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Label:
  Telarc - http://www.telarc.com/
Serial:
  SACD-60673
Title:
  Transmigration - Spano
Description:
  Barber: Adagio for Strings, Agnus Dei, Higdon: Dooryard Bloom, Corigliano: Elegy, Adams: On the Transmigration of Souls

Nmon Ford (baritone)
Gwinnett Young Singers
Atlanta Symphony Orchestra Choruses
Atlanta Symphony Orchestra
Robert Spano (conductor)
Track listing:
 
Genre:
  Classical
Content:
  Stereo/Multichannel
Media:
  Hybrid
Recording type:
  DSD
Recording info:
 

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Reviews: 1

Review by sibelius2 November 10, 2009 (12 of 13 found this review helpful)
Performance:   Sonics:  
The main attraction here is the Adams, but the other works certainly warrant a few words.

Barber's Adagio is easily his best-known work, and receives a very good performance here. I would have preferred that the violins in the climax actually play with less energy - it comes across as forceful rather than singing.

The Higdon receives its world premiere recording, and it's good to see this very talented composer given more attention. The opening of the work reminds one of Copland, but without sounding outright derivative. If anything, it establishes the work as unmistakably American. The orchestra and vocalist are very well balanced, and the engineers deserve credit for keeping this balance very organic-sounding (if they did anything at all.) It would be natural to compare this work to music by Hindemith based on the same poetry by Whitman, but I have not heard the Hindemith and will thus leave that to others.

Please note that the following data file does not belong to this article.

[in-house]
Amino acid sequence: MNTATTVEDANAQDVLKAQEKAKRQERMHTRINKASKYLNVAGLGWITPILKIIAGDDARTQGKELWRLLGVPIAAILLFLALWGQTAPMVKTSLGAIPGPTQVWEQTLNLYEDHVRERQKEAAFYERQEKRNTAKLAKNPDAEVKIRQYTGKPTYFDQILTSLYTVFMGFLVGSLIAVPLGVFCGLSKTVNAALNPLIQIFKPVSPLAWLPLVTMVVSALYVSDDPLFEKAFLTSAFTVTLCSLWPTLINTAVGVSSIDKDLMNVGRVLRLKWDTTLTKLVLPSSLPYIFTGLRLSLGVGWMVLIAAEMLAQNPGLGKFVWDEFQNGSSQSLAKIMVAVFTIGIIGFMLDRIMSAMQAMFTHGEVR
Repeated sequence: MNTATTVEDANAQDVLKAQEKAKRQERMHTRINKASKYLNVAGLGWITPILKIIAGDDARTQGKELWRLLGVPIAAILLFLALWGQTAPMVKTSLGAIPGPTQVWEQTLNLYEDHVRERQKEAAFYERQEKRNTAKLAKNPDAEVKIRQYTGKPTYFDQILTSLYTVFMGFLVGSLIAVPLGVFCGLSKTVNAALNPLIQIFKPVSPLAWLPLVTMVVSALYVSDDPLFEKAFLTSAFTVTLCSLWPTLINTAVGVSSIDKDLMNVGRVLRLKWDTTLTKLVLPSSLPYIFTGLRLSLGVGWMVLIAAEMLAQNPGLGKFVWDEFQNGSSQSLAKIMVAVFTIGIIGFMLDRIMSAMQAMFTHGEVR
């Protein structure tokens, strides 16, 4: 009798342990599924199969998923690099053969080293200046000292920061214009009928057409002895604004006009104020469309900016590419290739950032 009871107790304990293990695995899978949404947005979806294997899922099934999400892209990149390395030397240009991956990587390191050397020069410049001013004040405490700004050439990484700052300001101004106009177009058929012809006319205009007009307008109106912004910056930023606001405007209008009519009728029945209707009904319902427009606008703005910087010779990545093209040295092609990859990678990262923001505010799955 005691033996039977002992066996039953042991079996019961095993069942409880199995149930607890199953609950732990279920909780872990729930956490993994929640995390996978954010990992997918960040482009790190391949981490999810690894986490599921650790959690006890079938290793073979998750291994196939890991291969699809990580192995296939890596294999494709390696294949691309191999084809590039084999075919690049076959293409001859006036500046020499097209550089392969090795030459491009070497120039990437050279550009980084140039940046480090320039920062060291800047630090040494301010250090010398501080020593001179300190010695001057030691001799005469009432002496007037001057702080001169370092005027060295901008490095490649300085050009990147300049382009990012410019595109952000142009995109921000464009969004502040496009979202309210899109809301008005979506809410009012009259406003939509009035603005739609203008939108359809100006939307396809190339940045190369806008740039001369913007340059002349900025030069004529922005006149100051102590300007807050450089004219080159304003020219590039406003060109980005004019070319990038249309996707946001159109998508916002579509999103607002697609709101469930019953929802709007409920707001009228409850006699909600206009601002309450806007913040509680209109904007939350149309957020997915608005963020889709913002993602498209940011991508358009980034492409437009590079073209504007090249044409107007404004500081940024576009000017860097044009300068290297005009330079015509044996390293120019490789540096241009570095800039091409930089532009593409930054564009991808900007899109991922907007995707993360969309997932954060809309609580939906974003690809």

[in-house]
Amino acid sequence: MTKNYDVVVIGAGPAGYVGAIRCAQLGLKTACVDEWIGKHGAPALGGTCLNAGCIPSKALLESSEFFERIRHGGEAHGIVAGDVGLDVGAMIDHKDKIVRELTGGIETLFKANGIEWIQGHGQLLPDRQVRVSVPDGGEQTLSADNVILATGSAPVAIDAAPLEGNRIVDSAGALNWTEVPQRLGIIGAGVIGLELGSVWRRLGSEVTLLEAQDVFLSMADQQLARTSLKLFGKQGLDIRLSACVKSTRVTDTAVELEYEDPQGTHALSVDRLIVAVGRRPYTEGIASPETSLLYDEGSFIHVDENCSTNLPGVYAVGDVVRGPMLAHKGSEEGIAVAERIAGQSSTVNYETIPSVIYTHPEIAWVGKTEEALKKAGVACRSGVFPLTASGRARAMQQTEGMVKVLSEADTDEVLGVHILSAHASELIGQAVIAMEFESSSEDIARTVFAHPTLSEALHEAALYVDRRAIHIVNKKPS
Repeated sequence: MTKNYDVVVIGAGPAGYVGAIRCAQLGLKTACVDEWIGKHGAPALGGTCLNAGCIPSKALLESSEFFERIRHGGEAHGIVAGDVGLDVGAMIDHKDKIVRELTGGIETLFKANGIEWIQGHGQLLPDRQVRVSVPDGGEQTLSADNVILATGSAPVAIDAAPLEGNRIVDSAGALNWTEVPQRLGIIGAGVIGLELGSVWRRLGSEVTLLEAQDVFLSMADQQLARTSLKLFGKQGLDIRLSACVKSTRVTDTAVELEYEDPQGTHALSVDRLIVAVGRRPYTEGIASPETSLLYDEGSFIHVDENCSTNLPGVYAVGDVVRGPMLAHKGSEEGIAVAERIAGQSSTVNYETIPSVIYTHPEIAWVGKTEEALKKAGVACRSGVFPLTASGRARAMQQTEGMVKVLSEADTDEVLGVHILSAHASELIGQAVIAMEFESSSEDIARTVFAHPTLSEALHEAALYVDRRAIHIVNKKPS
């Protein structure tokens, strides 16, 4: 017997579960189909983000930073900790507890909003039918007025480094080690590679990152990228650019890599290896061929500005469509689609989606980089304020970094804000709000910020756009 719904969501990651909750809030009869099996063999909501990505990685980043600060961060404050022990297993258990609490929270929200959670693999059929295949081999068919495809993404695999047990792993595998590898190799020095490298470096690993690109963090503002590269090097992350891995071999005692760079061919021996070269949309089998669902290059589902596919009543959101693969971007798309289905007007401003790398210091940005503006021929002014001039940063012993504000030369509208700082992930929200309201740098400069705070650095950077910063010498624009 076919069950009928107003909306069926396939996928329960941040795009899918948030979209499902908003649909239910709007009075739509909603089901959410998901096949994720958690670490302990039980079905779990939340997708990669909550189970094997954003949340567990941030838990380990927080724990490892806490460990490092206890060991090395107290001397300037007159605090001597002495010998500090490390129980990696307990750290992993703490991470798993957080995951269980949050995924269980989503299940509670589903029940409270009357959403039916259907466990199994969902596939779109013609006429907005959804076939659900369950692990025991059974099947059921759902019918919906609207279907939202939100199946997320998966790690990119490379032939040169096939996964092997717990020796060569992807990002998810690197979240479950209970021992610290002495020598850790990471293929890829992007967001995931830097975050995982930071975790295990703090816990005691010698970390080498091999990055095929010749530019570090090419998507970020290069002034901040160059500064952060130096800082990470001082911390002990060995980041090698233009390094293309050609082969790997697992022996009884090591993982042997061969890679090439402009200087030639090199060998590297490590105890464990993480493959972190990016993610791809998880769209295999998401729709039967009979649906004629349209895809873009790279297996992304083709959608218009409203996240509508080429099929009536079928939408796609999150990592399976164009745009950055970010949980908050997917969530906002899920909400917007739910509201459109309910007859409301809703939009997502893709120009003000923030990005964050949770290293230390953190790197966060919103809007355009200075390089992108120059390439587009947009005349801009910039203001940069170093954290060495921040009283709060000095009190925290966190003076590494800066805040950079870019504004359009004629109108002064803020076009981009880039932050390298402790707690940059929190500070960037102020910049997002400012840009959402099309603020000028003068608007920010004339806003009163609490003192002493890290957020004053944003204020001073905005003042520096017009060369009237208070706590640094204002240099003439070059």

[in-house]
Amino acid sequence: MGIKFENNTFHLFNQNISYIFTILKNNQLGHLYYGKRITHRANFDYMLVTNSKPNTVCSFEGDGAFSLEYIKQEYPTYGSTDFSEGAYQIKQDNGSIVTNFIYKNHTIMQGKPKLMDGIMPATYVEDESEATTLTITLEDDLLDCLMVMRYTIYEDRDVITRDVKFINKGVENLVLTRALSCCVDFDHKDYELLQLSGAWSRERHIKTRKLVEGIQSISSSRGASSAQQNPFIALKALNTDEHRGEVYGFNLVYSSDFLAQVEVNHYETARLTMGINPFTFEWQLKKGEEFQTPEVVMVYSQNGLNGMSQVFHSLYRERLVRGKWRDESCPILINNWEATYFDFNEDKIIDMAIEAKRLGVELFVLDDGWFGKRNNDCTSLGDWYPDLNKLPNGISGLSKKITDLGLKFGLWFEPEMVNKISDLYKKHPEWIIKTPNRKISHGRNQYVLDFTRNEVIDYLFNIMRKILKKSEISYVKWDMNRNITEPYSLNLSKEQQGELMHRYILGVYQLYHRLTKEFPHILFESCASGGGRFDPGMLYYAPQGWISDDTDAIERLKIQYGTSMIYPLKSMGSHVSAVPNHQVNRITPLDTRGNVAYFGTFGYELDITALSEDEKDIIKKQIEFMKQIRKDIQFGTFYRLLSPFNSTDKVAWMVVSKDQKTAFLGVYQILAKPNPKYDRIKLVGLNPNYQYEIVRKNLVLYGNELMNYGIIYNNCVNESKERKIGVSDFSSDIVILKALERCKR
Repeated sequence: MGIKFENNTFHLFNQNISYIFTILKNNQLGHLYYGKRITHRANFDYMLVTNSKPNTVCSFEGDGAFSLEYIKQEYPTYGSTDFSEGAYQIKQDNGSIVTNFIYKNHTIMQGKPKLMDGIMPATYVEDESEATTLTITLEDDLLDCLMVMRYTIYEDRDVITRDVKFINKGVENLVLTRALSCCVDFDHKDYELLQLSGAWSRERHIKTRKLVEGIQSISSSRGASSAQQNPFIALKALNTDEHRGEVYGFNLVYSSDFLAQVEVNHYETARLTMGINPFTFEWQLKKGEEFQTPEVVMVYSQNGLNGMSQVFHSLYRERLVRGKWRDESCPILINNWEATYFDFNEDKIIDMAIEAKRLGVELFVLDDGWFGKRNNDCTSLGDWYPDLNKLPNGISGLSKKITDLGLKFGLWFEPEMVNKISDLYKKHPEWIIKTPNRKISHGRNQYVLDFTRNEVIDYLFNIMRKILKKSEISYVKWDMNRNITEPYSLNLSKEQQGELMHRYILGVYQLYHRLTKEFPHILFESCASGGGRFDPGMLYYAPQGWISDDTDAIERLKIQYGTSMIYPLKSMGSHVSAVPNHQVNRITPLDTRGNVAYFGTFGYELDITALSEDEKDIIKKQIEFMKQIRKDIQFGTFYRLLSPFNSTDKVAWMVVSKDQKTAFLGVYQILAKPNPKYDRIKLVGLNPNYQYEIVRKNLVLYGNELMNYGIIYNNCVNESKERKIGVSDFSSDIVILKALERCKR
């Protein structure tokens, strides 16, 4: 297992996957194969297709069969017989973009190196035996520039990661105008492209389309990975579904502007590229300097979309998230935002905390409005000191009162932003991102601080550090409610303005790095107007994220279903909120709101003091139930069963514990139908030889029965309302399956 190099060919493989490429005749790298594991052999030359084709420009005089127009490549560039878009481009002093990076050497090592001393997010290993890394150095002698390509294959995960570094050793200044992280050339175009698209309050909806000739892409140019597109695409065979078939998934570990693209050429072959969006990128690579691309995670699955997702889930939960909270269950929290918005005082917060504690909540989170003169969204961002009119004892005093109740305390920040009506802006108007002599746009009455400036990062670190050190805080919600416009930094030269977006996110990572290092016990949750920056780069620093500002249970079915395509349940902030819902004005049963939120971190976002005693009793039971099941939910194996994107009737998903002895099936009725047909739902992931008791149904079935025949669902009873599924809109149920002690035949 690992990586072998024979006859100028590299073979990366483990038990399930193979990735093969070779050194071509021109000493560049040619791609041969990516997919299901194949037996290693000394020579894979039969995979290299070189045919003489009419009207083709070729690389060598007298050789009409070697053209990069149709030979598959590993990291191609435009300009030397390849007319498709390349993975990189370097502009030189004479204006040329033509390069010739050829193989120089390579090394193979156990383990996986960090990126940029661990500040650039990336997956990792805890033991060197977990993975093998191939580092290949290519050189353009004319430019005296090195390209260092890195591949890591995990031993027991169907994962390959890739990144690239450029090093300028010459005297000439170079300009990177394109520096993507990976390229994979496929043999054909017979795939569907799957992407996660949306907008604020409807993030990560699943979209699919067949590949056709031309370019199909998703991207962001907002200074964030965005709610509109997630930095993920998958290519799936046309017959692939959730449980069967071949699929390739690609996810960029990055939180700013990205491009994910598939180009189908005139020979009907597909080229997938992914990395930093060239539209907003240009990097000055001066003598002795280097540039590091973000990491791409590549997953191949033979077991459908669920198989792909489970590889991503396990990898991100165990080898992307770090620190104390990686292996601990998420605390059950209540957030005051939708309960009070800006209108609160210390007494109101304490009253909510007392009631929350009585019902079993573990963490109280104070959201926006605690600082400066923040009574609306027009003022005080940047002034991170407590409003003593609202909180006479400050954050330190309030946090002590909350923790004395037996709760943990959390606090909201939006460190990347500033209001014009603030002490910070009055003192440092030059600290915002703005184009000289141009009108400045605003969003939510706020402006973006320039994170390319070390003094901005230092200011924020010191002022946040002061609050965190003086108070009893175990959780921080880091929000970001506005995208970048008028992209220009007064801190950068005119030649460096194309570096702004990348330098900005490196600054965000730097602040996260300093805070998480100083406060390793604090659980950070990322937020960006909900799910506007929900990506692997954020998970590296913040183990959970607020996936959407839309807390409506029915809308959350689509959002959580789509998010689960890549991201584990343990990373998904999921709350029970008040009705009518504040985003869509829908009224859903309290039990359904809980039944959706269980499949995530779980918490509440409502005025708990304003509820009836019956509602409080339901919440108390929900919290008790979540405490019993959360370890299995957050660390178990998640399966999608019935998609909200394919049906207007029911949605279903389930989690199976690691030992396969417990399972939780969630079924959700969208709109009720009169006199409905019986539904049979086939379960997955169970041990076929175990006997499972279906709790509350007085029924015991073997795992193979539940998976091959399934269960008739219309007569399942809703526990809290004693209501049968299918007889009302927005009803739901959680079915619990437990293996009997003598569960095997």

The Corigliano is some truly beautiful music, although I do not consider it to be performed well on this recording. Too many missed opportunities: the notes beg to be sung out expressively, but instead are just played carefully. It makes the work come across as an afterthought, when it deserves better.

The Adams is, naturally, heartbreaking to listen to. No other recording could replace that made at the world premiere in New York in 2002, but much credit goes to all involved for bringing this project to life. The Atlanta forces do not play as muscularly as do the New York Phil, which in this context probably makes more sense musically. Again, voices are very naturally balanced against the orchestra. It almost never gets mentioned, but there is some truly awesome contrabassoon playing which is beautifully captured.

Where this recording truly stands out is in its use of multichannel. About half of the prerecorded sounds (voices, footfalls) come out of the rear speakers. The effect is downright eerie. The other half (more voices, sirens, street noises) come from the front left and right speakers but not the center. This allows the names and texts being read to be understood very clearly, and makes the two-channel New York recording seem cluttered by comparison. There are even moments when two different voices are speaking simultaneously, but one from in front and the other from behind, so both names come through perfectly, as though read by people sitting with you in different corners of the room.

Overall, a near-perfect disc, with half a star withheld for uninspired playing in the Corigliano.

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Works: 5  

John Adams - On the Transmigration of Souls
Samuel Barber - Adagio for Strings
Samuel Barber - Agnus Dei, Op. 11
John Corigliano - Elegy
Jennifer Higdon - Dooryard Bloom